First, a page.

The convex hull of a finite set of points, $(x_i,y_i) \in \mathbb{R_+}^2$ ($i=1,...,n$), is defined as:

$$\left\{(\sum_{i=1}^{n} \alpha_i x_i,\sum_{i=1}^{n} \alpha_i y_i) \mathrel{\Bigg|} (\forall i: \alpha_i\ge 0)\wedge \sum_{i=1}^{n} \alpha_i=1 \right\}.$$

Define the following set:

$$\left\{(\prod_{i=1}^{n} x_i^{\alpha_i},\prod_{i=1}^{n} y_i^{\alpha_i}) \mathrel{\Bigg|} (\forall i: \alpha_i\ge 0)\wedge \sum_{i=1}^{n} \alpha_i=1 \right\}.$$

Does this set have a name? (maybe "multiplicative hull"?) Has it been studied or used anywhere?

  • $\begingroup$ this seems like the convex hull of the $\{ \log (x_i)\}$ which is well defined since the set you wrote only makes sense for $x_i >0$ $\endgroup$ Aug 28 '15 at 9:52
  • $\begingroup$ So then the question is what does the exponential transform a convex hull into... I assume this is only over $\mathbb R$, in which case convex hulls aren't that complicated... do you also what to consider this over $\mathbb C$? $\endgroup$ Aug 28 '15 at 9:54
  • $\begingroup$ I am interested in the case in which all points are in $\mathbb{R}^2$. Edited the question to make it clear. One interesting feature of this "multiplicative hull" is that, while the convex hull of two points is the straight segment connecting them, the multiplicative hull of two points is not a straight segment. This raises questions such as: how does the multiplicative hull of a segment looks like? etc. $\endgroup$ Aug 28 '15 at 10:57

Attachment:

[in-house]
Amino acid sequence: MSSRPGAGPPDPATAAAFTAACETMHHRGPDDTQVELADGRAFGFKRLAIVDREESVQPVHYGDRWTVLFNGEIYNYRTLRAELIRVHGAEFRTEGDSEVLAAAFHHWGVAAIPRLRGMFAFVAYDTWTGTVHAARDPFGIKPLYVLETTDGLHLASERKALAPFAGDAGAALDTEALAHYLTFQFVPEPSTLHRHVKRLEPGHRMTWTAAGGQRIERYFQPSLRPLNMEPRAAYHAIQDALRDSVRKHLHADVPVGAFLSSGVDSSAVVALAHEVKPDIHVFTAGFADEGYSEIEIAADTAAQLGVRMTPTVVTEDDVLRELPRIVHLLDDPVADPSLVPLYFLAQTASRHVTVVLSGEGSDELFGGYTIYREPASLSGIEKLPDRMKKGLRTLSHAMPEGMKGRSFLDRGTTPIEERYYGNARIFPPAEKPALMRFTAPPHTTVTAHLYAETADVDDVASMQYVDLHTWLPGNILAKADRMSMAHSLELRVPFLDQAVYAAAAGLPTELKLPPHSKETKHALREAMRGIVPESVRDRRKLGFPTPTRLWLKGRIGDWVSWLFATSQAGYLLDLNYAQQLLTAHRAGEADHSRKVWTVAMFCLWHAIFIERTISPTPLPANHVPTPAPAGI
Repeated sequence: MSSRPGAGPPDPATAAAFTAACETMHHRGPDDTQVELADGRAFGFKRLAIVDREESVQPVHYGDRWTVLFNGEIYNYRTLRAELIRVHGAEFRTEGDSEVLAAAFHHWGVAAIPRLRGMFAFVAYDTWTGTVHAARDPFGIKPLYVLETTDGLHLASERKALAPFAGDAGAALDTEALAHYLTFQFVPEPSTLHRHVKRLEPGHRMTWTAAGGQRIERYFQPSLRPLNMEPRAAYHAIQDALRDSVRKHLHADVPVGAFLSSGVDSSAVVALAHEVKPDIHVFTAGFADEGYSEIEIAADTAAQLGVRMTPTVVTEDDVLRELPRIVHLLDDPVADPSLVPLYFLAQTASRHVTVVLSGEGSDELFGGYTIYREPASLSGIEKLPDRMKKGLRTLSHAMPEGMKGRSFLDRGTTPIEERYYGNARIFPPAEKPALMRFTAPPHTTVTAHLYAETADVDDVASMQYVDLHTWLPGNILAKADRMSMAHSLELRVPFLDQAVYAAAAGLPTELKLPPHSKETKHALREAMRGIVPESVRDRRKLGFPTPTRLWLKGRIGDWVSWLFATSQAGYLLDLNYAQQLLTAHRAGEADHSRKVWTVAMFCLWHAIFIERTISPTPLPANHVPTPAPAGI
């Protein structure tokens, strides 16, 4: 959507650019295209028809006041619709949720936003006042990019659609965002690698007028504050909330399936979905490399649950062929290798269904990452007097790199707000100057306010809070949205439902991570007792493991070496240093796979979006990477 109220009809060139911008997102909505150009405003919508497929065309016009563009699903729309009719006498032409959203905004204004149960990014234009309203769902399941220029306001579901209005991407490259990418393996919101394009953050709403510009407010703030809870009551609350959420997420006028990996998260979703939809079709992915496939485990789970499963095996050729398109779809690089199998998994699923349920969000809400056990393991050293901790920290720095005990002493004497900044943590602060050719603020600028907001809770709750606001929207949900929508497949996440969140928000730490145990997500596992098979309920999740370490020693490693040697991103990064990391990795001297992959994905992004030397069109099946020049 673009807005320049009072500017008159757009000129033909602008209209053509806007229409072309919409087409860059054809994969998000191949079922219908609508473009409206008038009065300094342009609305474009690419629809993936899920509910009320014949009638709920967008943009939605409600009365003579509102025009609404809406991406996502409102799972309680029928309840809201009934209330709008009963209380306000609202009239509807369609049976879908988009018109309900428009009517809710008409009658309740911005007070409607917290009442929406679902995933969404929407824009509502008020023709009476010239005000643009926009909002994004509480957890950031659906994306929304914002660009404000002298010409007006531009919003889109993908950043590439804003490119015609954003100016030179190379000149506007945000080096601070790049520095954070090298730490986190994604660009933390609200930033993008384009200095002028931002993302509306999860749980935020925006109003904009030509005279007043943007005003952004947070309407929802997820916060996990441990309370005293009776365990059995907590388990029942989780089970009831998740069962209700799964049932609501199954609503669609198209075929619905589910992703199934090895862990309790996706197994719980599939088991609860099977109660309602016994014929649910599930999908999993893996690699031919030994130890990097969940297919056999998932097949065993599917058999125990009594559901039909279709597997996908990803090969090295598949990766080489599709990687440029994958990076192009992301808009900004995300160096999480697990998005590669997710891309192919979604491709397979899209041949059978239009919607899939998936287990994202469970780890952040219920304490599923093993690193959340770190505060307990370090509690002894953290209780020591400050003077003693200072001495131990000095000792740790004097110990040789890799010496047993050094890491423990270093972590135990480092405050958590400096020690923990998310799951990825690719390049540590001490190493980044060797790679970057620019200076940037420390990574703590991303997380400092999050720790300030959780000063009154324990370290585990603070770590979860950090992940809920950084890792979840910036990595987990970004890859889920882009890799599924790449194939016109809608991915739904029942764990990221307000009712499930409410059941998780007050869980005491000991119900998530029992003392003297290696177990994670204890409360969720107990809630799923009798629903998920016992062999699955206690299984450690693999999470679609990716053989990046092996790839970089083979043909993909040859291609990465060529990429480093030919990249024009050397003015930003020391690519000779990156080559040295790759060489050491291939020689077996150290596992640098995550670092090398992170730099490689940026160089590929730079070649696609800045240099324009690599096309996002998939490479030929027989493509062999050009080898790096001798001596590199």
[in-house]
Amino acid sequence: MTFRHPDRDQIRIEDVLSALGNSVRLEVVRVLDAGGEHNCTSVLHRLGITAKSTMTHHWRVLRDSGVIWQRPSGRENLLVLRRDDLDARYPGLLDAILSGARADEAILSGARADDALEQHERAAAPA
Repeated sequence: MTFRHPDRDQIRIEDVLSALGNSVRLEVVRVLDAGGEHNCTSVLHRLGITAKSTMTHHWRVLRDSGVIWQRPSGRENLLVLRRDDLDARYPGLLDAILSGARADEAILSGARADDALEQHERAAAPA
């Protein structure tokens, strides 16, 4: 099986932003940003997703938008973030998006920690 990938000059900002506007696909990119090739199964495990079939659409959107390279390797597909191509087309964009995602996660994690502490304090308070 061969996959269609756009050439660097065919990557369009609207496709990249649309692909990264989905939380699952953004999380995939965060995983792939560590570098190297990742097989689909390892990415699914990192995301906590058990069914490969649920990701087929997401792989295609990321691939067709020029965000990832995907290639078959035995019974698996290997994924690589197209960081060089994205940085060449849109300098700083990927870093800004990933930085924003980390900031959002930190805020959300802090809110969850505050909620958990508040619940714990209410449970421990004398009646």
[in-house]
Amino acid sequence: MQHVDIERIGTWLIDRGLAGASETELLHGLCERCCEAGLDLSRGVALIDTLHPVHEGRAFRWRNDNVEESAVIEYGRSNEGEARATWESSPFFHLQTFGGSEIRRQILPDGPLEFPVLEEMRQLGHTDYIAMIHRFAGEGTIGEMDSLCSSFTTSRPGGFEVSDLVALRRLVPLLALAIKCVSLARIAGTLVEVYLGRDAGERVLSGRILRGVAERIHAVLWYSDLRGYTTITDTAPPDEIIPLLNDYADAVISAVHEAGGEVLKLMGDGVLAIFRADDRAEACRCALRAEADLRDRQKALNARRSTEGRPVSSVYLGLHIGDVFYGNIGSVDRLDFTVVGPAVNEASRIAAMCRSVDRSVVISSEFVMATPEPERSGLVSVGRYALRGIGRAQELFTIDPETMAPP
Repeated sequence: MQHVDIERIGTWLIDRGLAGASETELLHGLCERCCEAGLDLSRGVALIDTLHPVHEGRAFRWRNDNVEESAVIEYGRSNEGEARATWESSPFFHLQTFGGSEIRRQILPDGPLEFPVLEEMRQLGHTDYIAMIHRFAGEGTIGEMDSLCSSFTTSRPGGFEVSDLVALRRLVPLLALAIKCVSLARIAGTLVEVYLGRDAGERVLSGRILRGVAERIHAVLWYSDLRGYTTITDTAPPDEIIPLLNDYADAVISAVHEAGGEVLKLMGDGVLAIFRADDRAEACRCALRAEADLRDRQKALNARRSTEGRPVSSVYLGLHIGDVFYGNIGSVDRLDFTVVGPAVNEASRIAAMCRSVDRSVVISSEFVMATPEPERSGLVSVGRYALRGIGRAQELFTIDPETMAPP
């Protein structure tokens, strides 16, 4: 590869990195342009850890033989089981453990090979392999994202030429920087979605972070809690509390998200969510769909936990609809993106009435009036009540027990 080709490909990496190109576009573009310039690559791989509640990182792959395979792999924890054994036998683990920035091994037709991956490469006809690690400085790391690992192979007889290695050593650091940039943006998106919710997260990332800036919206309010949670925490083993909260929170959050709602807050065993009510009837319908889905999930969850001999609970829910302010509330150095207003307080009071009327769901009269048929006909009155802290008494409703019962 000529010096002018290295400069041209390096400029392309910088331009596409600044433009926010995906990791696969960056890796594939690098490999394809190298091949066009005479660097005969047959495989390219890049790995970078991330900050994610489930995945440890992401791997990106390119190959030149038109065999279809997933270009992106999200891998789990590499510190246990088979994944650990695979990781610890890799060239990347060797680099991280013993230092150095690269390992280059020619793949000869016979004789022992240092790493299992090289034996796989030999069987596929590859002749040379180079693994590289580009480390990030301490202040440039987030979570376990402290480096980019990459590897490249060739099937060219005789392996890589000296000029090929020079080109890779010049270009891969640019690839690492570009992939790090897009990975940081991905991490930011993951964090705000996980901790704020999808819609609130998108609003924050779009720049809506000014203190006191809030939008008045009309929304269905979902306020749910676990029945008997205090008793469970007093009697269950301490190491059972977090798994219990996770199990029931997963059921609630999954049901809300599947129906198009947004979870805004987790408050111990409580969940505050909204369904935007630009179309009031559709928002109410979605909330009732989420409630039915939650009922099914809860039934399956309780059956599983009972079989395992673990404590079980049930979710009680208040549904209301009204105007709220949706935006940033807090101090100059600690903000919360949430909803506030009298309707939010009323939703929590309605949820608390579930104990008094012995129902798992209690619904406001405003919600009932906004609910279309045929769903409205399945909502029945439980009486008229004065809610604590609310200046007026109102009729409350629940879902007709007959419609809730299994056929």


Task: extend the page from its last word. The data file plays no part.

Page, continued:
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    $\begingroup$ I hereby pronounce this the log-convex hull. $\endgroup$ Aug 28 '15 at 13:52

The term "logarithmic convex hull" is in use for this object, because it can be obtained by convexifying the image of a domain under the logarithm map, and then coming back.

It comes up in complex analysis in several variables, due to the following fact: a domain $D\subset\mathbb{C}^n$ is a region of convergence of some power series (centered at $0$) if and only if $D$ is a logarithmically convex Reinhardt domain.


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